Migration, Identity and Sovereignty EQ1


8B.1 Globalisation has led to an increase in migration both within countries and among them



-       Created opportunities for people to migrate both internally and internationally

-       An emigrant is a migrant from the point of view of the country they are leaving, and an immigrant from the point of view of the country they are moving to

-       Migrant} someone who moves their ‘permanent’ residence from one country to another for at least one year


National and international migration patterns

-       Globalisation has led to industrialisation spreading around the world and a new international division of labour

-       Has led to rural-urban migration within and between countries, as people move from the economic peripheries towards the core regions

-       Migration patterns change due to global shift and outsourcing

-       Core regions} major cities and hubs containing economic activity

-       Core-periphery systems} uneven spatial distribution of national population and wealth between two or more regions of a country, resulting from flows of migrants, trade and investment

-       Known as backwash} flows of people, investment and resources directed from peripheral to core regions. Responsible for polarisation of regional prosperity (within a country)

-       Uneven economic growth links to natural advantages of certain areas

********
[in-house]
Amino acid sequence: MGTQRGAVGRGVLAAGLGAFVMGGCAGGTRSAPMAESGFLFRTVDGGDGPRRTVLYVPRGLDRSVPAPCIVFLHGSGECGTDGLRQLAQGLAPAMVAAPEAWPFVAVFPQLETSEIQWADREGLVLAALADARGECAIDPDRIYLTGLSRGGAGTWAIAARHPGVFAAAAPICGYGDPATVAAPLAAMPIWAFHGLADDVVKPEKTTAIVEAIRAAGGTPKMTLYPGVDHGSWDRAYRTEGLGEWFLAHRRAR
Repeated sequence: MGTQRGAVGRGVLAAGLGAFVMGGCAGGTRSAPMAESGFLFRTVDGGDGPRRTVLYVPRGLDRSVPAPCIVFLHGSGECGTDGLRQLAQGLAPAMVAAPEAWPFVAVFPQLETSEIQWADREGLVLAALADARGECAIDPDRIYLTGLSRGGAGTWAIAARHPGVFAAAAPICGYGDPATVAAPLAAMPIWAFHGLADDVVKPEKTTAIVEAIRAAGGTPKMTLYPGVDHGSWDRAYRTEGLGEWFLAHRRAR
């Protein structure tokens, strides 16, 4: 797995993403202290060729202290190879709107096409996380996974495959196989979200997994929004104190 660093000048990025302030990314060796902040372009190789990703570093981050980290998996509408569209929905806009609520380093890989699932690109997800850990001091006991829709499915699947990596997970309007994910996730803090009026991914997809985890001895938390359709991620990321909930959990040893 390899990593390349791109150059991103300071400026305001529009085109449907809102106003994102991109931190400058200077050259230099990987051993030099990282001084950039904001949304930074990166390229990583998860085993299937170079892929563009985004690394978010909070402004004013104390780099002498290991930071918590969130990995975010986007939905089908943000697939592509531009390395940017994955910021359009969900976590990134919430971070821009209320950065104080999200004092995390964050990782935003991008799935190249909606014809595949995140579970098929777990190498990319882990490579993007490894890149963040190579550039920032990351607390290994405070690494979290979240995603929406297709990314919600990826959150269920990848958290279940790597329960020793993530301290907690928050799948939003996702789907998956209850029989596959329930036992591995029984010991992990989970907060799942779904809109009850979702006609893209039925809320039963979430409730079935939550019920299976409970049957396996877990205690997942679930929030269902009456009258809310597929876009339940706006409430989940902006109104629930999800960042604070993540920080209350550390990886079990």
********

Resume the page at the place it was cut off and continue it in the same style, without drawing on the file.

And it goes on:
-       Any initial imbalance will eventually become exaggerated due to the outflow of migrants and resources

-       Global systems encourage rural-urban migration through mechanised agriculture and land grabs by state and agribusinesses

-       Complemented by employment pull factors found in urban areas linked to global supply chain growth in export processing zones (EPZs)


Case Study: Rural to Urban migration within China

-       1978} Introduced ‘open door’ policy, enabled FDI and foreign TNC’s to set up factories in china

o   20% of population lived in the cities, now 55%

-       The relocation of 400 million rural people gave Chinese cities a ‘site factor’ to attract
FDI: a large and modestly priced labour force

-       Chinese government’s decision to allow free movement allowed China to benefit from globalisation

-       229.8 million rural migrant workers

o   70% are employed in Eastern areas

o   2/3 in large or medium sized cities

o   2/3 work in manufacturing and construction

o   Migration underpinned economic development

-       Push (>) and pull (<) factors

o   < Higher rates of pay for non-agricultural workers

o   < Better living standards

o   > Authorities stopped equally distributing regional development, and are focussing on coastal cities (has increased the income gap)

o   < Growth of FDI encouraged migration (as it led to economic advances)

-       Issues involved with migration

-       Hukou (household regulation) system (1950s)} barrier to migration

o   Restrictions on movement

o   Everyone is registered at an official residence

o   Hard for migrant workers to change their residence location

o   Those moving cities must be registered and have a permit = expensive


No comments have yet been made